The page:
Study after study has reported steady growth in the SaaS market and predicted that the trend will continue. For example, IDC forecasted last fall that SaaS revenue worldwide would increase from $3.7 billion in 2006 to $14.8 billion in 2011. And a report last month by Saugatuck Technology found that 84% of all companies surveyed are satisfied with the SaaS offerings they have implemented.
"I'm not that close to the decision makers over there [at Salesforce.com], but I can't imagine what would entice them to get into the on-premise market," said Len Couture, CIO practice managing director for Bluewolf, a Salesforce.com partner in New York.
Microsoft, SAP, Oracle and other CRM software vendors put their core products at risk by moving into the hosted CRM market, said Narinder Singh, co-founder of Appirio, a Salesforce.com partner in San Francisco. Salesforce.com would be taking the same risk by getting into on-premise CRM, Singh said.
"Any time you've got the kind of confusion over, 'Is it on-premise? Is it on-demand?' pushing the channel to try to do both of these is a losing proposition," he added. "If you believe in what on-demand, Software as a Service is doing, then why would you recommend the other? … I would find that shocking, and it would be a mistake."
But not everyone thinks that expanding from the hosted CRM market into on-premise CRM software would be a bad idea for Salesforce.com. Bob Laliberte, an analyst with Enterprise Strategy Group in Milford, Mass., said it could help Salesforce.com attract new customers and better serve existing clients.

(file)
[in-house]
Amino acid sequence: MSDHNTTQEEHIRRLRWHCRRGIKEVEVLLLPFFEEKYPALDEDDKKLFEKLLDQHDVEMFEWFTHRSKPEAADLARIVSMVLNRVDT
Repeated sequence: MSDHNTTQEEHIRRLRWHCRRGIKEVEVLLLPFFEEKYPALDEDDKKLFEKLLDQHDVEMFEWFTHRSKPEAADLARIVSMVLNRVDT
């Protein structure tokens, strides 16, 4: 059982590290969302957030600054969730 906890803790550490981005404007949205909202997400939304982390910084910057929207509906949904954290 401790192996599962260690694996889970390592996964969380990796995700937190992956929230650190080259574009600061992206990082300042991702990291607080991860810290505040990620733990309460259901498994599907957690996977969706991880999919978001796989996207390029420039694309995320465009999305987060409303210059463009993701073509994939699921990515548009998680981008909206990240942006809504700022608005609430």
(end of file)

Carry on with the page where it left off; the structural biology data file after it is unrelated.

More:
"It would make sense, as many large enterprises want to have control of [their] data," Laliberte said in an email. "It may also be better economics at a certain point for an enterprise to bring it in-house. It also enables Salesforce.com to have a flexible model to accommodate its customers' wants or needs."
For now, Salesforce.com partners are busy trying to meet increased demand and adjust to additional competition in the hosted CRM market. Couture said SaaS is experiencing some of the fastest growth he has seen in 17 years as a chief information officer -- not only in terms of the number of vendors in the market, but also the breadth of services being offered.
"The tendency is more toward on-demand," he said.
Singh said he hasn't experienced much competition with other vendors' channel partners because the hosted CRM market is growing so quickly that there's enough business to go around for everyone. The low startup cost of SaaS is driving that growth, he said.
"By far the largest pattern is someone saying, 'Let me try a pilot,' and from there it takes off," he added. "That's something you could never do in enterprise software. It's a big safety net."